Jack had volunteered in 1914 and his low Service Number 2945 suggests that he was probably a pre-war member of the 5th Yorkshire Regiment later to become the Green Howards as part of the Royal Field Artillery Brigade. Jack saw training in Scarborough, Newcastle and Aberdeen before travelling to Portsmouth for embarkation to Boulogne.
Jack was involved in the carnage on the Somme and was killed in action on the 24th October 1916. His name is recorded on the memorial at Thiepval and on the North Frodingham War Memorial, he has no known grave.
Thomas Bielby Tomlinson
1898 – 1916
Thomas was the last of the brothers to enlist and the above photograph shows him in uniform aged just 16 years. Letters to his sister Doris show he spent considerable time in England before going to France, training in Hull, Darlington, Newcastle, Retford and Plymouth. His last letters were from France, the Battalion having landed at Boulogne, became the 150th Brigade of the 150th Division and he said that he had met his brother Alec on the 18th July after a calm sea crossing.
Thomas was reported missing on the 17th November and later reported killed on that day. The Hull Daily News prolonged the agony of the family by listing Thomas as a casualty 9th January, missing in February, and again missing and wounded in August. We have heard this many times and wonder just how a family coped.
Thomas is recorded on the Thiepval Memorial pier and face 2 and on the North Frodingham War Memorial, he has no known grave
1896 – 1962
Alec was born in 1896 and volunteered for Army Service some time in 1915. His first letter arrived home from France where he was serving with the 3rd Entrenching Battalion of the East Yorkshire Regiment having left Scarborough 6th November 1915.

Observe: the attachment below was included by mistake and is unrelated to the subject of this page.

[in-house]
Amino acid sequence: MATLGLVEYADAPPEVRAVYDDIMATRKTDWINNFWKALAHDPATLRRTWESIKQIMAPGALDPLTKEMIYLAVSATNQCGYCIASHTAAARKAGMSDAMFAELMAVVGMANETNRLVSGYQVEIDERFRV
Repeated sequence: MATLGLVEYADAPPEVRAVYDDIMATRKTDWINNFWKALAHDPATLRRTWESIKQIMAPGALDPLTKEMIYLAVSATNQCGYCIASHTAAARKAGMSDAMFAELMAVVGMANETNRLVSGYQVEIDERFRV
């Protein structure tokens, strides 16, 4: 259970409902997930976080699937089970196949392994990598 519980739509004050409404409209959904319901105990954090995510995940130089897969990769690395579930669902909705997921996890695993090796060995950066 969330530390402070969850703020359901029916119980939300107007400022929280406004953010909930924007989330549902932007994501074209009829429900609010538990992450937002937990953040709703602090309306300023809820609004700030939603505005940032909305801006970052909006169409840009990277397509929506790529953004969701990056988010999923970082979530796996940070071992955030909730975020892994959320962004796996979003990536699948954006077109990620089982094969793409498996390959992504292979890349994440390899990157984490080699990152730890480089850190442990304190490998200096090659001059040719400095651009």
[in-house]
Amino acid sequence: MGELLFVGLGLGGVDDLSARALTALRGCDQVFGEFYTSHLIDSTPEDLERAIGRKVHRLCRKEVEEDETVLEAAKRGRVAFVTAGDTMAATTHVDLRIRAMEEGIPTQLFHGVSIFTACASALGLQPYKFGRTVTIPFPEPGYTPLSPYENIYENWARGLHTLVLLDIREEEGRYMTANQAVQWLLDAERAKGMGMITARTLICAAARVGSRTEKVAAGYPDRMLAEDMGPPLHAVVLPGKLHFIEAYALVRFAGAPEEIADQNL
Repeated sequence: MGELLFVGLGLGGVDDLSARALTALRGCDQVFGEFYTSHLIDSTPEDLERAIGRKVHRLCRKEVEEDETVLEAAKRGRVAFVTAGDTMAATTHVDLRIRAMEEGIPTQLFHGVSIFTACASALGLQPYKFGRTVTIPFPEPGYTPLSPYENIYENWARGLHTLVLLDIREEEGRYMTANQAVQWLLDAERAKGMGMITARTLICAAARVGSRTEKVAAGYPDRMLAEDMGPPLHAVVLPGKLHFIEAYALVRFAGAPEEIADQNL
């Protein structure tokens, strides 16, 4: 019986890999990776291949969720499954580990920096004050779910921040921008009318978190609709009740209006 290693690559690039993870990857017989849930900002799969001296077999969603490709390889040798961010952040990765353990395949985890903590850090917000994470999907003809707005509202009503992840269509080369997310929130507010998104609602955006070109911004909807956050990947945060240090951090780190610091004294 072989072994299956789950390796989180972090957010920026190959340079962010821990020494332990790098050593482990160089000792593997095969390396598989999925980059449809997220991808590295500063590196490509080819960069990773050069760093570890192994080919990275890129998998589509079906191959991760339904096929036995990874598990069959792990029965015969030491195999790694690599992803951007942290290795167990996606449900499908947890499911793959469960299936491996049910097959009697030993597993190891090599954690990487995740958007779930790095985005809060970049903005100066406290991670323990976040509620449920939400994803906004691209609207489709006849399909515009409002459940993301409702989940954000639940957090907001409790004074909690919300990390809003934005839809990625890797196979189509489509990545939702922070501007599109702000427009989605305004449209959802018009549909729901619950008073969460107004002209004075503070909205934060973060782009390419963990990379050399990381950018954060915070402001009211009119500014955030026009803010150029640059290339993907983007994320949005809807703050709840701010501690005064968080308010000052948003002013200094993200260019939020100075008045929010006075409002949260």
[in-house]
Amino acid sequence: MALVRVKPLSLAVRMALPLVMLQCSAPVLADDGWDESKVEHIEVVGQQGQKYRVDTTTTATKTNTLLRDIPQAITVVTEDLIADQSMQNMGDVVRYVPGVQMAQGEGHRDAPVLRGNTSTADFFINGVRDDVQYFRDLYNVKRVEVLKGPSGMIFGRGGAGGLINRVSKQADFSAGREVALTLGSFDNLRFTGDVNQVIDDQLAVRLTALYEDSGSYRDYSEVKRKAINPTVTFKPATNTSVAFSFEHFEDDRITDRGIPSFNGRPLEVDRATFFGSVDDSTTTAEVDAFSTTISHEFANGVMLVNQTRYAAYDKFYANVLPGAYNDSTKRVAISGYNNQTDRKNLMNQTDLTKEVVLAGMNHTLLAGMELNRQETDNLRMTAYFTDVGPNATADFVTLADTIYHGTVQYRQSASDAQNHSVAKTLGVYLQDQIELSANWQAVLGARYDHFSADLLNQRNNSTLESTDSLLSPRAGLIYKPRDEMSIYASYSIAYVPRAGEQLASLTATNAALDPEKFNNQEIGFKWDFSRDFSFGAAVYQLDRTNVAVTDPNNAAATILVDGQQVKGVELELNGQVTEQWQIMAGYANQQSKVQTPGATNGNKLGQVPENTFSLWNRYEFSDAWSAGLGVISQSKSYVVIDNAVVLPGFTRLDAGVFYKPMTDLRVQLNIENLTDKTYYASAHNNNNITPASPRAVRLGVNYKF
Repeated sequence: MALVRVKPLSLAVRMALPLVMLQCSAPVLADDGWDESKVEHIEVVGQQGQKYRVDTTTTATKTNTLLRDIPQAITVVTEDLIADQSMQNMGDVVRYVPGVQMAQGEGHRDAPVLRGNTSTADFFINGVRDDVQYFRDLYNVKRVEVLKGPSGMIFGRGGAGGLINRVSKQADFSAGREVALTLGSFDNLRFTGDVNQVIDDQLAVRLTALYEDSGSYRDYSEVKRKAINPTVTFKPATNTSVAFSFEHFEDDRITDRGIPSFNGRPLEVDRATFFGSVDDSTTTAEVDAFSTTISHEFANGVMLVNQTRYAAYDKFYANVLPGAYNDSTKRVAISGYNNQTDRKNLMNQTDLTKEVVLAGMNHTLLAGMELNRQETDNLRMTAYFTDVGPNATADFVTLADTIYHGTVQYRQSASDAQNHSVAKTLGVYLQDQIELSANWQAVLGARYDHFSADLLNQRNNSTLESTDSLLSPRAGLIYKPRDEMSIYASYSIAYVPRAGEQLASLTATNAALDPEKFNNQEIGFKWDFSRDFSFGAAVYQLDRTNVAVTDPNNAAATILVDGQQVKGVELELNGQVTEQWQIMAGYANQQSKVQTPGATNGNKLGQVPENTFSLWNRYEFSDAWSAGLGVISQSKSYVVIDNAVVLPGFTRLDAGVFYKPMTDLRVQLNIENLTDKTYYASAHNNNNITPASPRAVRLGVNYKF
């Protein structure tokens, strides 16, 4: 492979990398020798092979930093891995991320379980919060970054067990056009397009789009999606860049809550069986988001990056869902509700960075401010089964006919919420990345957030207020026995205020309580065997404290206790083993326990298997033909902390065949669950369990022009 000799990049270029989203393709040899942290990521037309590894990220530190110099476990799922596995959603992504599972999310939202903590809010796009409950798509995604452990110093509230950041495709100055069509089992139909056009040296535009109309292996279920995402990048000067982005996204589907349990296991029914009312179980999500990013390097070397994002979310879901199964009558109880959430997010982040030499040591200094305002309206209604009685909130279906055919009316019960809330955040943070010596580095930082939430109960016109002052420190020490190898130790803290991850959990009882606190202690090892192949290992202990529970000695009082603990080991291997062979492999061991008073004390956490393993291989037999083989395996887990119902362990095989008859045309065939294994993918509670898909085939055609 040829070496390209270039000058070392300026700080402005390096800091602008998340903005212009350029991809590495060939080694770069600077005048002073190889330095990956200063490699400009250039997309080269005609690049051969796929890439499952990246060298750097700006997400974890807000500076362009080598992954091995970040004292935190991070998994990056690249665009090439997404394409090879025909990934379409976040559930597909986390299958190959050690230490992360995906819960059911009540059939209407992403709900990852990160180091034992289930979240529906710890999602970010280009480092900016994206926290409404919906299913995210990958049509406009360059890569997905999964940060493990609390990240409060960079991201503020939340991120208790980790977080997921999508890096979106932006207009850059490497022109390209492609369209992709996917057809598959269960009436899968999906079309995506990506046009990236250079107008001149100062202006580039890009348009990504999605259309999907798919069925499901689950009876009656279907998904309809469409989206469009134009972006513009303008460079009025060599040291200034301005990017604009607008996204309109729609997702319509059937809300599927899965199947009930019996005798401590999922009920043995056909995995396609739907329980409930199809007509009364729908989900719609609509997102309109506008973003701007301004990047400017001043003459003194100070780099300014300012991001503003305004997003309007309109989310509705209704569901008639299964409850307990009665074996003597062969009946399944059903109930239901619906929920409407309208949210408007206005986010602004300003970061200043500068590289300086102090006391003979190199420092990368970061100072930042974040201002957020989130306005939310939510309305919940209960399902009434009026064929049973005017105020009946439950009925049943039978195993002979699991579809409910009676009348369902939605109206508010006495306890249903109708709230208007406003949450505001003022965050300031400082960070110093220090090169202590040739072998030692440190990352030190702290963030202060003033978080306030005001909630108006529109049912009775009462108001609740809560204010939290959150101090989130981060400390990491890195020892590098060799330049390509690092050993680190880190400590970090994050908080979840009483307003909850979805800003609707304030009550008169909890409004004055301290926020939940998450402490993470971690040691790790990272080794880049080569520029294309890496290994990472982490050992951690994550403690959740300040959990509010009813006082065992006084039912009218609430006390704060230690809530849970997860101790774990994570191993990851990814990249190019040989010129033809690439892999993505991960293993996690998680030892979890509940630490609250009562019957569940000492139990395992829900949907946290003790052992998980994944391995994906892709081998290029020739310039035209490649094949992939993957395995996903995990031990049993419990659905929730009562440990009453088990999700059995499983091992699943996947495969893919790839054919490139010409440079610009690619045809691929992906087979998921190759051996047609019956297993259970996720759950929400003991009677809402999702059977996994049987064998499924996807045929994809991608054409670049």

Alec’s Service Record is extremely complex showing him wounded, gassed and hospitalised on many an occasion. By the 15th of November 1918 he is hoping to be sent home but it would be another six months before Alec was demobilised. Alec arrived home and soon found work on a Farm again and he eventually married Elsie Botterill and together they set up home and raised a family of three daughters and a Son
Alec died in 1962
Albert Edward Tomlinson
1894 – 1987
Albert was born November 1894 and was almost twenty when war was declared. He volunterred a few months after his three brothers but was already in Service by November 1915. Albert trained at Bradford, Willesden, Portslade, Pirbright and Brighton before embarking for Salonika. Albert was posted to the little known front of Salonika. At the request of the Greek Government a new front was opened intending to support the Serbian Forces and oppose Bulgaria. Although a good many battles were fought the main killer of men on this front was disease particularly malaria. By the end of the campaign nearly 11000 soldiers had died mostly from disease.
Albert was a Bombardier with the Royal Field Artillery and was attached to 121 Wheel Company Army Service Corps. He was home in 1919 and soon back to work
Albert died in 1987 and is buried in Driffield Cemetery
Reproduced here with the kind permission of the Family. All photographs are the property of the Family and cannot be reproduced with the permission of the Family